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International employee health care trends: 2019

Four doctors discuss health, health care, international assignments and health insurance trends for the year ahead.

What will the 2019 health care trends be, particularly in relation to expats abroad and the globally mobile? What new technology, markets, methods and mindsets might emerge or change? What will be less important and what will continue to be a focus of the health care and health insurance industry?

To help build a picture of the year to come, we joined four Aetna International clinical experts in conversation — Dr Lori Stetz, Dr Stella George, Dr Mitesh Patel and Dr Charushila Thadani. You can read short biographies of our experts at the bottom of this page.

The conversation highlighted that there will be four key areas of focus next year, as far as international employees are concerned:

  1. The influence of social determinants of health on health care
  2. The rise in mental health conditions
  3. The importance of managing non-communicable diseases while abroad
  4. The move towards a predictive, preventative, personalised and participative health care model  

1.    Social determinants: a focus in 2019

The health care industry is increasingly switching on to the need to build a rich picture of a person’s life — meeting them where they are — to really help them achieve the best possible health. It’s recognising that good health is about more than just the absence of sickness. This is because the health care a person receives influences their health and life expectancy by just 10 percent. So, for health care and benefits providers to be able to help people get on the path to better health, it’s crucial that they look beyond the person’s medical history and view them more holistically. This means taking the factors that have a 90 percent influence on health into consideration — the conditions in which people are born, live and work, including their behaviours and socio-economic circumstances. Otherwise known as the social determinants of health, these factors include economic status and stability, education, upbringing, neighbourhood, community and family.

Father playing soccer with young son Father playing soccer with young son


Holistic well-being

“As medical professionals, we can’t look at a person’s health in a silo,” explains Dr Stella George. “We must look at the person as a whole, what socio-economic factors impact their life, what attitude they have towards their health and life, and the stressors on their overall well-being.”

Taking these stressors into account is as important as giving someone medication to treat an illness. Health care companies need to consider these factors to help ensure health strategies succeed.

Only 10 percent of the impact on health and life expectancy is determined by the care individuals receive by health care providers. The rest is influenced social determinants, genetics, lifestyle, preventative medicine, education and so on.

At a high level, 40 percent of health is driven by individual behaviour, 30 percent is determined by genetics, and 20 percent by social and environmental factors.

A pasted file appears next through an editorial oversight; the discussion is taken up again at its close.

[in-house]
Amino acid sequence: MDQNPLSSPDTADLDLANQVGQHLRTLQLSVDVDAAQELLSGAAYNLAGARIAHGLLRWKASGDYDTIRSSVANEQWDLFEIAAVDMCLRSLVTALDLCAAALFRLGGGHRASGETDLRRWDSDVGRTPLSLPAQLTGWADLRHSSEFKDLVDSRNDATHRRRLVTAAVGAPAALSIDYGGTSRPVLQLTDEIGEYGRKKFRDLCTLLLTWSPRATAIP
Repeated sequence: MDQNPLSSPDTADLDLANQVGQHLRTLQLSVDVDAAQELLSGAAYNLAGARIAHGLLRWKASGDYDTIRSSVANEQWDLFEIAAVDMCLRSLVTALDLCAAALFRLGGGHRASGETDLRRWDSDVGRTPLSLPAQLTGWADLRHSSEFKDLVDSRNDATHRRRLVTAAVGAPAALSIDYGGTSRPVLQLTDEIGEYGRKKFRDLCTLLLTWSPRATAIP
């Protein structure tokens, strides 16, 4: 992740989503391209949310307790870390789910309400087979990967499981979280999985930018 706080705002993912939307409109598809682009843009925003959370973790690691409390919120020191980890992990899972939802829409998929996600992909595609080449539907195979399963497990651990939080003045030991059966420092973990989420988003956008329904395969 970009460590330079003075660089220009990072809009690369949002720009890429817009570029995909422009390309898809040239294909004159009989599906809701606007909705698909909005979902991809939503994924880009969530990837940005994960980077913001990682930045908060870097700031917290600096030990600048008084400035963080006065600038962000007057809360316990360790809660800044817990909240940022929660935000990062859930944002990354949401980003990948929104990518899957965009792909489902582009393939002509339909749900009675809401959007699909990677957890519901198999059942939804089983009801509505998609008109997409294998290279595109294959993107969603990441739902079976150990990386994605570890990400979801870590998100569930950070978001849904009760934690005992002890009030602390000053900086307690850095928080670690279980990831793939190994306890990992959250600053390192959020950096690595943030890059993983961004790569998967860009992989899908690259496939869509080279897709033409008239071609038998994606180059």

“For example,” says Dr Mitesh Patel. “Your economic class influences your alcohol intake, attitude to exercise, and whether you smoke. So, the social determinants are inexorably linked to your health and life expectancy. The key is that these things can be modified or influenced to an extent to impact a person’s health.”

Social determinants in an expat context

As Dr Lori Stetz explains, Aetna International’s population of expats “may not be living in a ‘food desert’ or struggling to simply make ends meet most of the time.”

This population’s social determinants are: moving somewhere new and different, dealing with integration and/or being separated from family. Expat social determinants are there, they’re just defined differently to other populations.

Economic stability

Those on international assignments or living abroad often face the unknown in terms of economic stability, and this is a key social determinant of health. Not knowing what to expect in terms of expenses in your host country is one of a multitude of economic events or conditions that may trigger stress (also known as stressors) that expats face. Life can be unscripted with an international move and employers have a duty to provide education and support to employees facing these stressors. Setting people off on the right foot will pay dividends for the employee and the organisation.

Neighbourhood and physical environment

Neighbourhood and physical environment can have a significant impact on a person’s behaviours and health. “For example, you might be moving to live in an expat compound in Saudi Arabia where you’re restricted in your movements and by the climate,” says Dr Patel.

Education, culture and health care

The relationship between a person’s national culture and education can also make people vulnerable and this can negatively impact an international employee’s health. Dr George explains one example where highly educated professionals who, in their first trimester of pregnancy, are socially isolated in their host country. These individuals prefer to consult with a doctor back home, because they don’t know how to access the care they need in their new environment, and only engage a local hospital in their third trimester. “The result,” she explains, “is high levels of preterm labour, high demand for neonatal intensive care and very high claims costs.”